NEW YORK—The conversation has so far been easygoing and amiable. It’s only when the interviewer brings up the subject of shoemaking that his subject’s eyes narrow and his voice, already softly modulated, drops an octave.
“How did you know I worked on shoes?” Daniel Day-Lewis asks.
The interviewer is taken aback. He has to think fast: How did he know about that? He replies that, maybe, Day-Lewis brought it up the last time they’d spoken five years ago about his performance in Martin Scorsese’s “Gangs of New York.”
Upon further investigation, it turns out there have been several articles that mention Day-Lewis’ other profession. It’s even mentioned on a couple of Web sites. The guess here is that Day-Lewis doesn’t read his press clippings, which, if true, would neither surprise nor confound.
Here’s something else that’s no surprise: Every three years or so, the world-at-large is forced to once more confront the possibility that this retiring professional craftsman, father of three and resident of County Wicklow, Ireland, may well be, at 50 years old, its greatest living actor. Day-Lewis, it seems, is again in a movie for which critics can barely contain their enthusiasm.
And, hard as it is to imagine for a career already celebrated for such movies as “My Beautiful Laundrette,” “The Unbearable Lightness of Being,” “In the Name of the Father” and “My Left Foot” (for which he won a 1989 best actor Oscar), there’s more clamor than ever before over the remarkable things Day-Lewis does in this movie—as well as, inevitably, talk of another Academy Award.
In “There Will Be Blood,” an adaptation of Upton Sinclair’s novel “Oil!,” Day-Lewis plays Daniel Plainview, a prospector in turn-of-the-century California whose single-minded, scorched-earth pursuit of oil’s riches transforms both himself and almost everything around him. As the implacable Plainview becomes more obsessed with acquiring land for oil fields, he isolates himself from any emotion, save cynicism and rage. (The film was written and directed by Paul Thomas Anderson and opens in limited release Wednesday.)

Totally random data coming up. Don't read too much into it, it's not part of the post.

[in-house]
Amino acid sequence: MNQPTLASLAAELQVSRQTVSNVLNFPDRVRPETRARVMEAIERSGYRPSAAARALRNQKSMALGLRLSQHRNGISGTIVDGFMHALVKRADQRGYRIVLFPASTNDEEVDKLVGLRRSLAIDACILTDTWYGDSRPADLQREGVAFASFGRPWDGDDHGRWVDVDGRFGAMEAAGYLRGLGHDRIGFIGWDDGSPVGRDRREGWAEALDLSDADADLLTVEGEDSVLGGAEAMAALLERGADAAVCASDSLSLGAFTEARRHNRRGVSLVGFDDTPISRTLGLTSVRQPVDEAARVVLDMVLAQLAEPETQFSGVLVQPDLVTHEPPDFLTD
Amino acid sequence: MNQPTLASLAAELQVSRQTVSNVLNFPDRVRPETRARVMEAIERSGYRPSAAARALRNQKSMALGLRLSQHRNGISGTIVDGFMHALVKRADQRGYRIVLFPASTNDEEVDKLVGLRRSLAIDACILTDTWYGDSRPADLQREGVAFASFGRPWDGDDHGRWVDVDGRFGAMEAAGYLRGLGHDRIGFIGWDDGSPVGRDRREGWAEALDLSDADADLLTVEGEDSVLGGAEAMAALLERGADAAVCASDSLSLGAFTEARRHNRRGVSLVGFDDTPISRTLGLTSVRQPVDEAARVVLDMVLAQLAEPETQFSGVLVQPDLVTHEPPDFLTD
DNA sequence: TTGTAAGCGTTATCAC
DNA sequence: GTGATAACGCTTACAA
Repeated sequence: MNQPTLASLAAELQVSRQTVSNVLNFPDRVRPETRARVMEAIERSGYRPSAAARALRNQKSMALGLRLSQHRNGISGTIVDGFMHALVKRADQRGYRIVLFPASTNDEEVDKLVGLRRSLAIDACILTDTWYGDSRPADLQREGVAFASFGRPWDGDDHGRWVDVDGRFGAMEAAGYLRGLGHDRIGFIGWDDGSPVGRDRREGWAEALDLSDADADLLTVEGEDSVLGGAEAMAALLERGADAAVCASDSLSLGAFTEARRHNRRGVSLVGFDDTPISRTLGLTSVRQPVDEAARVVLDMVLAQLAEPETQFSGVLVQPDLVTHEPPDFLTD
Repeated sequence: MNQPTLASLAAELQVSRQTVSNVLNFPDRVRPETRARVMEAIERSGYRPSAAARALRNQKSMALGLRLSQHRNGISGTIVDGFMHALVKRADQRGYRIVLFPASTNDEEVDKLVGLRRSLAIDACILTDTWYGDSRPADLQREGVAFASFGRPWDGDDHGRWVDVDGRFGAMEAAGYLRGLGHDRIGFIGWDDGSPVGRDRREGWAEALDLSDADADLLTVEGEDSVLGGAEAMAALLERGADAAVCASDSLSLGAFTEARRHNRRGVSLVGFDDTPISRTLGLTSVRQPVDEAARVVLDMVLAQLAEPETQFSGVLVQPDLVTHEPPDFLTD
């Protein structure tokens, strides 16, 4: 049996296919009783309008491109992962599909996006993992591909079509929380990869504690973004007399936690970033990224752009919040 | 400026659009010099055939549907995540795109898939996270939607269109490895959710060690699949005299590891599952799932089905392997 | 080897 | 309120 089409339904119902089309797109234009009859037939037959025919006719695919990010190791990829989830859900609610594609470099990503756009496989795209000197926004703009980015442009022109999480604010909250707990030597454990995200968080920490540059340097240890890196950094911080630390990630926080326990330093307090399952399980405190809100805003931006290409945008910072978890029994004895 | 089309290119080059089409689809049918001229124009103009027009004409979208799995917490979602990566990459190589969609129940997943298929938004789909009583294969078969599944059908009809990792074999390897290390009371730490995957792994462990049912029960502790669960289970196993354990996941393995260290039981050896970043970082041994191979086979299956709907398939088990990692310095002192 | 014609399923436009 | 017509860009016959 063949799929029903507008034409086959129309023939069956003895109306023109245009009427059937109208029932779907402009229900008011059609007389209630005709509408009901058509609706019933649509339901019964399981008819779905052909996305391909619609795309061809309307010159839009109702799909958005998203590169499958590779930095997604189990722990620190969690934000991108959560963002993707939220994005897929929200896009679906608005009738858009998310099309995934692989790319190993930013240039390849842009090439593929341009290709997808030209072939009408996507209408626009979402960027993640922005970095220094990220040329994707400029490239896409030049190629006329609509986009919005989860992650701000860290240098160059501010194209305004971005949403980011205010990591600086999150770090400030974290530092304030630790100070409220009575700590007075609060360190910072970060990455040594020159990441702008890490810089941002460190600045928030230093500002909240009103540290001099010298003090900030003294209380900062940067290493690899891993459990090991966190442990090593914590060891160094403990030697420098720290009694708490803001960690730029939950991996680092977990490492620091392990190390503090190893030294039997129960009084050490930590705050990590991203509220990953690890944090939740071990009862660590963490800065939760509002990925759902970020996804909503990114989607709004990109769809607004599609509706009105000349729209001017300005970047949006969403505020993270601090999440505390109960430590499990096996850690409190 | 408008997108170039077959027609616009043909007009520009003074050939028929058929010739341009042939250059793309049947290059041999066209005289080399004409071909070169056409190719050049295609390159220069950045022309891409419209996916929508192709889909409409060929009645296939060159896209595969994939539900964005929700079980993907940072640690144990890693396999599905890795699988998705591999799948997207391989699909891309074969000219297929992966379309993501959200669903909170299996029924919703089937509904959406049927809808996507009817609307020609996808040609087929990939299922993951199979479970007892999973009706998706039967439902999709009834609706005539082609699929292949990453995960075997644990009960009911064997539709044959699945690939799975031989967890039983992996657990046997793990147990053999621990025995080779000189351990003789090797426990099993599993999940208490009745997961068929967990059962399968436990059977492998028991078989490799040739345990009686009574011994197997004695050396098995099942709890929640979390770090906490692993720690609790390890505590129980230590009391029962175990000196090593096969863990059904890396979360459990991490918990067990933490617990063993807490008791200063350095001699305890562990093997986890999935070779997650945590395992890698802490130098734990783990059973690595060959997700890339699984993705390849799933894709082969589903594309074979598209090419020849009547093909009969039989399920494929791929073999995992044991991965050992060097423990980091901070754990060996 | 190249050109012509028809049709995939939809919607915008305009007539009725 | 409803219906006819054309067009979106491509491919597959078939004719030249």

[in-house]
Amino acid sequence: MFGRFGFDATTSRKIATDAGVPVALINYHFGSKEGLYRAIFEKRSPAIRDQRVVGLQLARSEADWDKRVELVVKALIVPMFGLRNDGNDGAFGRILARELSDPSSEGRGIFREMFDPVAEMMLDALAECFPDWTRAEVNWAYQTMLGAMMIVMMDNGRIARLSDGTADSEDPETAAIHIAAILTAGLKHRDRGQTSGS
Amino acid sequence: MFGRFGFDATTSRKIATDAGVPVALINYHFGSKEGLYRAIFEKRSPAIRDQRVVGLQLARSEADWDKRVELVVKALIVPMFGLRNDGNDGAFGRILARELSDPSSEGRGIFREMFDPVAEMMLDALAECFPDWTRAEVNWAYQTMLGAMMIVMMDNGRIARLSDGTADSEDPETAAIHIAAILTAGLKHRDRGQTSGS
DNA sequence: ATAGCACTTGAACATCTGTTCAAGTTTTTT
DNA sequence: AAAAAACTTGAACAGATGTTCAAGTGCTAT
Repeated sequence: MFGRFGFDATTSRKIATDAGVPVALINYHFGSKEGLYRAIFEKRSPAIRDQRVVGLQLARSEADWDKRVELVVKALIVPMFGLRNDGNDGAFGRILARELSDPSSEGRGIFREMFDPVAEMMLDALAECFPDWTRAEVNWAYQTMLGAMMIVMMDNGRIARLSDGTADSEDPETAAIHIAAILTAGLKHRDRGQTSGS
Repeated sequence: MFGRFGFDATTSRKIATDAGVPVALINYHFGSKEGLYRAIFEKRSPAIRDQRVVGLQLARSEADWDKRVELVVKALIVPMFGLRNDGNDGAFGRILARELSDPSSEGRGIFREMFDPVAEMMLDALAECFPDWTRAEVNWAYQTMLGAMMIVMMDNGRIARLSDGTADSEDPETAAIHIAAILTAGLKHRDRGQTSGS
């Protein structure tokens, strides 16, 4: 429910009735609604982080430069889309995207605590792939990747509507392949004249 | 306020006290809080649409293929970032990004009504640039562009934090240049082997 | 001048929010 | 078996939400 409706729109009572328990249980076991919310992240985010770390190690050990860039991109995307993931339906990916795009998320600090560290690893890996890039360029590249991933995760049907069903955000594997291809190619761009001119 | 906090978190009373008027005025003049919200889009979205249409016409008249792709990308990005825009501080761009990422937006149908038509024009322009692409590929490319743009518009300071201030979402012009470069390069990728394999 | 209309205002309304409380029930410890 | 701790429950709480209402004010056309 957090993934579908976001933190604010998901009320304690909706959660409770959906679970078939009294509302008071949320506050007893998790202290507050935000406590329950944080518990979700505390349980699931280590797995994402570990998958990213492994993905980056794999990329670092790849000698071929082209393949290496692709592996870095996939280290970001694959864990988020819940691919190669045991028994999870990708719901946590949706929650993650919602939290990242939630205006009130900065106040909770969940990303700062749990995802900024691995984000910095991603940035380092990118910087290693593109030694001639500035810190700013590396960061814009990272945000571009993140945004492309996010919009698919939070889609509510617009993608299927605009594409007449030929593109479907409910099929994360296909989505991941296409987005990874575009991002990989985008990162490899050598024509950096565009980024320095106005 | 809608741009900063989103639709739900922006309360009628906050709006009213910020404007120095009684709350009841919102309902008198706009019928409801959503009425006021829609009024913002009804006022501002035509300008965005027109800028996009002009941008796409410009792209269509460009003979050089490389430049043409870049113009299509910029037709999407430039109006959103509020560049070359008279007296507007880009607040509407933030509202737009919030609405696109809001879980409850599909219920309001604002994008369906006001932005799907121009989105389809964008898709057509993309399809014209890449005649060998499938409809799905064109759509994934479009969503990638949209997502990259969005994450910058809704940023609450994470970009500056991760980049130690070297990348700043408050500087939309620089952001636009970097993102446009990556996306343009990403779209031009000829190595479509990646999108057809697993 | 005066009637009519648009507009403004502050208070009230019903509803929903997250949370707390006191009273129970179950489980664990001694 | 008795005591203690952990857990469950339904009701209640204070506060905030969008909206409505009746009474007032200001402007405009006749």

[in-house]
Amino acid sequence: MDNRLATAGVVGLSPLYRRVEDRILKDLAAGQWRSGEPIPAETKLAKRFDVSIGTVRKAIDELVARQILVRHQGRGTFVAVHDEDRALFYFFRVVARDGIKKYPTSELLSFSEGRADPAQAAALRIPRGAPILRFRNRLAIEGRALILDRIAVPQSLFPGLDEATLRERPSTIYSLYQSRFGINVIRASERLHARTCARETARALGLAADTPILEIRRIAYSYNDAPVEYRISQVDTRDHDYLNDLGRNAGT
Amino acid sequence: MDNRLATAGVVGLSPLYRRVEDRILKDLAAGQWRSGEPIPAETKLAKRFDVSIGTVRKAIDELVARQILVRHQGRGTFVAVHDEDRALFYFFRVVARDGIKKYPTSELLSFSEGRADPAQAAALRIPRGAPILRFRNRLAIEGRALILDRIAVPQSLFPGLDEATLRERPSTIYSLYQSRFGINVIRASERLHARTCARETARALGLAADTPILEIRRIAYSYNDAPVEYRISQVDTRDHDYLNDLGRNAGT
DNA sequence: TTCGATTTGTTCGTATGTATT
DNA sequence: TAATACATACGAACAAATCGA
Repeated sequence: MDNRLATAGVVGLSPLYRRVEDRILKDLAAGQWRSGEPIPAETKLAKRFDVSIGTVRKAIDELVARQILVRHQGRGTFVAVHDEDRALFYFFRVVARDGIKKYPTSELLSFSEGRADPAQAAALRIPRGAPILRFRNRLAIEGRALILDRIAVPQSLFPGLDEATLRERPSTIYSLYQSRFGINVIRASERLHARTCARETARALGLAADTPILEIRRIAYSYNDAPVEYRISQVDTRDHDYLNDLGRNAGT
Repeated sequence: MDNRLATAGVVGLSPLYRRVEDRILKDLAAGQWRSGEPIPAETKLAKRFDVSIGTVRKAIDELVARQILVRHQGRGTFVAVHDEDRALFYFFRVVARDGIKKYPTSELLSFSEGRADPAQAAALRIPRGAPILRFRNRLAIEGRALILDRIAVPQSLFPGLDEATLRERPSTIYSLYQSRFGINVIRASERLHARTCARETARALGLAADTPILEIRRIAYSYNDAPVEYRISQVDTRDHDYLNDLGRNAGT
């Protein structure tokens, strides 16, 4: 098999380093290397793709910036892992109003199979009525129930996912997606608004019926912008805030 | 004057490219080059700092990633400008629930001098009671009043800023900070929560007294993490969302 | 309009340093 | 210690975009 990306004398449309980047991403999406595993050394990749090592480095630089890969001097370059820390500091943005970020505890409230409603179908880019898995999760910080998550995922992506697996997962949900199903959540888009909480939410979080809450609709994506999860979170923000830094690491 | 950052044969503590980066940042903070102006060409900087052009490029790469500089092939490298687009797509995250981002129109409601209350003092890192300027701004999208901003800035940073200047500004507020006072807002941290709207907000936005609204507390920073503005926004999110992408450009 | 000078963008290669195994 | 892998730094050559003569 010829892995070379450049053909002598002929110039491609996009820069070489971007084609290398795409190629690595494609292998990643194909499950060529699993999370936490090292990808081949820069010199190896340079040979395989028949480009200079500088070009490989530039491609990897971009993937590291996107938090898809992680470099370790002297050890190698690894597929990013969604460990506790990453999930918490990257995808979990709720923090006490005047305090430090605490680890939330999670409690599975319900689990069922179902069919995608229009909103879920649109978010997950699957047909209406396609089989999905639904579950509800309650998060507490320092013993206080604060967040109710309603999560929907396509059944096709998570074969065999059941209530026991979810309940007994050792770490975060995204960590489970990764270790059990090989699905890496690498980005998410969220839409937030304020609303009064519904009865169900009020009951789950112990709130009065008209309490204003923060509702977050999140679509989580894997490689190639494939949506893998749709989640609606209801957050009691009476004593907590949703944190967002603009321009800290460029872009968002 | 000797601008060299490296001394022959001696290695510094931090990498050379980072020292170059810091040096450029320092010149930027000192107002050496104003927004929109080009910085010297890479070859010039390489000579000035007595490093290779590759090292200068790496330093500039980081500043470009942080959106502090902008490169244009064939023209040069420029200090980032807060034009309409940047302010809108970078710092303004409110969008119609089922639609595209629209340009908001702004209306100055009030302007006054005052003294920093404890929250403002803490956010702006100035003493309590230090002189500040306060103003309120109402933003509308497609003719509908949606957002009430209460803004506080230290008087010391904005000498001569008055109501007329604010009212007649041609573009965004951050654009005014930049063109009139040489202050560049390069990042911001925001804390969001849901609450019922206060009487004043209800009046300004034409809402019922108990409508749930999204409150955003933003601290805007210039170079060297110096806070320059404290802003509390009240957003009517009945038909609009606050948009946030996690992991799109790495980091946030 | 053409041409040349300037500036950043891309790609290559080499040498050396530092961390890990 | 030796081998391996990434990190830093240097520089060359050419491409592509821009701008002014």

In sheer impact, Day-Lewis’ detailed, riveting portrayal is as startling and idiosyncratic as the movie that surrounds it. “His performance,” writes New Yorker film critic David Denby, “makes one think of Laurence Olivier at his most physically and spiritually audacious.” The New York Critics Circle has already honored Day-Lewis’ work in “There Will Be Blood” with a best actor award and he’s collected his fifth Golden Globe nomination for best actor. To repeat: This is happening before the movie opens in theaters.
To this slow-building storm of acclaim and attention, Day-Lewis brings a demeanor of self-containment and grace. Huddled in a corner of a chilly club room in Manhattan’s Gramercy Park Hotel one recent afternoon, Day-Lewis, bundled in coat and scarves, emits warmth and ease in self-expression and—up to a clearly marked point—in self-disclosure.
Such calm belies the prevailing image of Day-Lewis as a mercurial and intensely committed actor whose profound sense of detail and verisimilitude, whether it’s as the quadriplegic writer Christy Brown in “My Left Foot” or as the Irish revolutionary turned fighter in “The Boxer,” is often terrifying to behold. He’s the kind of actor who, to keep his sardonic anger honed to a razor’s edge as antebellum New York crime lord “Bill the Butcher” in “Gangs of New York,” kept pumping his ears full of Eminem’s raps.